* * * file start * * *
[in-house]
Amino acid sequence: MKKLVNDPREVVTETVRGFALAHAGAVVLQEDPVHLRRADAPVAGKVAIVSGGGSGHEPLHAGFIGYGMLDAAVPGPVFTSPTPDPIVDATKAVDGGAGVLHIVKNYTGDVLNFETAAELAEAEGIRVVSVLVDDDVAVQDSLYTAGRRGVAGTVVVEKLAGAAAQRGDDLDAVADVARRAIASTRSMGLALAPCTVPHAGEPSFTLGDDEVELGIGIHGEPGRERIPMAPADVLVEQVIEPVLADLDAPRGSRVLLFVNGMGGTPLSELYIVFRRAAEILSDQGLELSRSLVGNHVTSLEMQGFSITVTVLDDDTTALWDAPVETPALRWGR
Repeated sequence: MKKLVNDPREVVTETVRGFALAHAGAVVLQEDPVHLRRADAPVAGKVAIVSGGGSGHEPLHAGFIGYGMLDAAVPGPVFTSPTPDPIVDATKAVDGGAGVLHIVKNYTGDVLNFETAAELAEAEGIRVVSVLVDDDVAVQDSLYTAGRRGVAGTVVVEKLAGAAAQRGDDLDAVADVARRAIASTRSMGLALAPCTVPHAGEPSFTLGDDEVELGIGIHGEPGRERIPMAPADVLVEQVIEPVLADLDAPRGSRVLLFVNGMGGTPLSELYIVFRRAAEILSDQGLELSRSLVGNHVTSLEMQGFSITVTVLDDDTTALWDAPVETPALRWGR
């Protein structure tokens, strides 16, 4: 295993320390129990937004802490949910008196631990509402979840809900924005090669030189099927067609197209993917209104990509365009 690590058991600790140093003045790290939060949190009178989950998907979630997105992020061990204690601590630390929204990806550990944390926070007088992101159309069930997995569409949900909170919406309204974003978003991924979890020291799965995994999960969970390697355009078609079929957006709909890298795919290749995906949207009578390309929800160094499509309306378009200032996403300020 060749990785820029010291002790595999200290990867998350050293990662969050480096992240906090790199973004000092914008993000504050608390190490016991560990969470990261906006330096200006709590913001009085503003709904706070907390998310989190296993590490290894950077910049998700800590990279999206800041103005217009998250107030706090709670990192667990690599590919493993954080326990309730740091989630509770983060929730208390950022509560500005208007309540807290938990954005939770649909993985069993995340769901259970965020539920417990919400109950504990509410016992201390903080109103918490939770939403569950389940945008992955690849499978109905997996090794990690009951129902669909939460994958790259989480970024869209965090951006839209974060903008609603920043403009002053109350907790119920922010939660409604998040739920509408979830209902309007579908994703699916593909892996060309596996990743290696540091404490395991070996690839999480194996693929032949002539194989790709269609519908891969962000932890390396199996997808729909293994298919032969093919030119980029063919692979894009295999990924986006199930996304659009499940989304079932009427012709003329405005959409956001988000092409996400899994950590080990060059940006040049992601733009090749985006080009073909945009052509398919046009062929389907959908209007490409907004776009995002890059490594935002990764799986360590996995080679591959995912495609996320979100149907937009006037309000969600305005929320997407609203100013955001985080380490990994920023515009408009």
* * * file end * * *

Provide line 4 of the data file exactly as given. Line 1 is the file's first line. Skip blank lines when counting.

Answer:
């Protein structure tokens, strides 16, 4: 295993320390129990937004802490949910008196631990509402979840809900924005090669030189099927067609197209993917209104990509365009 690590058991600790140093003045790290939060949190009178989950998907979630997105992020061990204690601590630390929204990806550990944390926070007088992101159309069930997995569409949900909170919406309204974003978003991924979890020291799965995994999960969970390697355009078609079929957006709909890298795919290749995906949207009578390309929800160094499509309306378009200032996403300020 060749990785820029010291002790595999200290990867998350050293990662969050480096992240906090790199973004000092914008993000504050608390190490016991560990969470990261906006330096200006709590913001009085503003709904706070907390998310989190296993590490290894950077910049998700800590990279999206800041103005217009998250107030706090709670990192667990690599590919493993954080326990309730740091989630509770983060929730208390950022509560500005208007309540807290938990954005939770649909993985069993995340769901259970965020539920417990919400109950504990509410016992201390903080109103918490939770939403569950389940945008992955690849499978109905997996090794990690009951129902669909939460994958790259989480970024869209965090951006839209974060903008609603920043403009002053109350907790119920922010939660409604998040739920509408979830209902309007579908994703699916593909892996060309596996990743290696540091404490395991070996690839999480194996693929032949002539194989790709269609519908891969962000932890390396199996997808729909293994298919032969093919030119980029063919692979894009295999990924986006199930996304659009499940989304079932009427012709003329405005959409956001988000092409996400899994950590080990060059940006040049992601733009090749985006080009073909945009052509398919046009062929389907959908209007490409907004776009995002890059490594935002990764799986360590996995080679591959995912495609996320979100149907937009006037309000969600305005929320997407609203100013955001985080380490990994920023515009408009």